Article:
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# Sign API v1

# Introduction

The Sign API is a RESTful web service that allows businesses to obtain electronic signatures from their customers. Documents signed using the Sign API are legally binding and can be delivered to the involved parties quickly and efficiently, ensuring greater levels of transparency and traceability as well as lower abandonment rates.

The Sign API serves as Signicat's single integration point for electronic signatures and all underlying methods, both in a browser and in the context of a native app. It also allows service providers to archive documents after they have been signed.

Key concepts

Document: A resource of the Sign API. A document is any file which is uploaded to the Sign API for signing.

End-user: Also referred to as signer or subject. The person who is asked to sign the document(s).

Service provider: Also referred to as merchant. The entity that integrates with the Sign API.

Signing order: A resource of the Sign API. A signing order is an action that is initiated by a service provider to obtain the signature of one or more end-users on one or more documents.

# Differences between the Sign API and the DocumentService API

The main technological difference is that the DocumentService API is a SOAP API and the Sign API is a REST API. Additionally, the Sign API is a one-stop shop compared to DocumentService, which requires the support of several subsystems.

The main functional differences between the two APIs are as follows:

  • The ProvidedDocument data type is deprecated in the Sign API.
  • The send-to-archive field is deprecated in the Sign API, as this feature was only intended to work with the now deprecated ProvidedDocument data type.
  • Specification of authentication methods (using the Signature and AuthenticationBasedSignature data types in DocumentService) has been restructured into enum fields in the Sign API.
  • The DocumentAction and Document data types in DocumentService are merged into the Document model type in the Sign API.
  • In the Sign API, the only country code format allowed for phone number validation is +CC (e.g. +47 for Norway).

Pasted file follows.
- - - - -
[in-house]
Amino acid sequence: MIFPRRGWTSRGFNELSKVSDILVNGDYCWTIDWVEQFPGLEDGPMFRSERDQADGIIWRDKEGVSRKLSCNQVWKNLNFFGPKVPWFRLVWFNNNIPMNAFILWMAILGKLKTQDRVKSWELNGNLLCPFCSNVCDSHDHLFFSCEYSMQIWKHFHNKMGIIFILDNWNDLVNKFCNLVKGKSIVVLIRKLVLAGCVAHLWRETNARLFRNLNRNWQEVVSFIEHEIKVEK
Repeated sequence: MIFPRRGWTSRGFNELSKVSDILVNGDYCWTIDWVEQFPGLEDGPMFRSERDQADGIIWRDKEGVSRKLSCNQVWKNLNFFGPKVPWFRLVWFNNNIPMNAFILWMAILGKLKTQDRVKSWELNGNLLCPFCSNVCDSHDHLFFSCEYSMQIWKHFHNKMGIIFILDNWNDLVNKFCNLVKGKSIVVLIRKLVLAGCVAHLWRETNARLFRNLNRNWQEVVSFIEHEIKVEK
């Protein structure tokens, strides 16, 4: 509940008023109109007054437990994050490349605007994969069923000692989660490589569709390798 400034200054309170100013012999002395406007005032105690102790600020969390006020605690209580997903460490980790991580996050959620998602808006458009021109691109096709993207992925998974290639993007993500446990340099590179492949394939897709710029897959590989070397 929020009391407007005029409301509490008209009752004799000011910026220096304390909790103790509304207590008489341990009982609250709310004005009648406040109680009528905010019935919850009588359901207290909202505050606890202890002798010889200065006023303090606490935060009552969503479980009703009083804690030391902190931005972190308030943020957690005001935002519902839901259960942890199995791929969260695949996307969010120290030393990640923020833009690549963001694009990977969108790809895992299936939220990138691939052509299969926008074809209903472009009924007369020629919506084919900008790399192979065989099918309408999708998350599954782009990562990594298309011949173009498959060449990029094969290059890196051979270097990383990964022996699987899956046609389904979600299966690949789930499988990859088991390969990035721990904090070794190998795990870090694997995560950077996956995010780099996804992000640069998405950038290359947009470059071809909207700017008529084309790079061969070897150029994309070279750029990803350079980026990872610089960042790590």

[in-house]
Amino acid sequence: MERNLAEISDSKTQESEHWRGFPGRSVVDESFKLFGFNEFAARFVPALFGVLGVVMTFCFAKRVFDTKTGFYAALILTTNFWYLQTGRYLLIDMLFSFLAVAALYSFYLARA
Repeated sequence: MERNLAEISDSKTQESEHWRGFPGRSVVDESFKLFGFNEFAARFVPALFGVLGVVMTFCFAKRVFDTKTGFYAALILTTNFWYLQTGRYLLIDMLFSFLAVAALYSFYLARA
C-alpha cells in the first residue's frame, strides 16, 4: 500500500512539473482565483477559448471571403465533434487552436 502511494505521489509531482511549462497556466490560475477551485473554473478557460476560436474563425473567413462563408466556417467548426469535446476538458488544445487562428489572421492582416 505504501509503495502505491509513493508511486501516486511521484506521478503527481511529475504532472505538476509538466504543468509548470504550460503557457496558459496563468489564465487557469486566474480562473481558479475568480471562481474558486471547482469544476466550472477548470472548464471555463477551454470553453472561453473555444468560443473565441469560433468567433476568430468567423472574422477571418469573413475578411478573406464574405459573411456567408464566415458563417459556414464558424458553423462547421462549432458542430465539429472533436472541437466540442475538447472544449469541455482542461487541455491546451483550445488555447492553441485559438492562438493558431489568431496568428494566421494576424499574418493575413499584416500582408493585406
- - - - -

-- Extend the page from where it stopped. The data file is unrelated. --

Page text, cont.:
# Getting started

To consume Signicat REST services, you will need to acquire an access token using the OpenID Connect (OIDC) protocol. For more information on how to do this, refer to our documentation on Accessing Signicat REST Services.

# API reference

In our Sign API reference, you can find information about the available endpoints and properties, as well as sample requests and responses.

# Test information

Visit our Java electronic signatures quick start guide for a guide that will take you through the process of connecting to our electronic signature service. You can either download a sample project or follow our step-by-step guide to get your own sample application up and running.

In both cases, you will then be able to test the entire signing process by creating a signing order, signing it and downloading the resulting file.

# Using the API

The Sign API is used to obtain electronic signatures on digital documents from end-users or businesses. A basic process can be summed up as follows:

  1. The service provider uploads the document in PDF format.
  2. The service provider creates a signing order.
  3. The end-user receives a notification stating that the signing order is ready to be signed. The URL attached to the notification redirects the end-user to the signature task.
  4. The end-user signs the document using one of the available identity methods.
  5. The signing result is created.

The following diagram illustrates the signing process.

click-to-zoom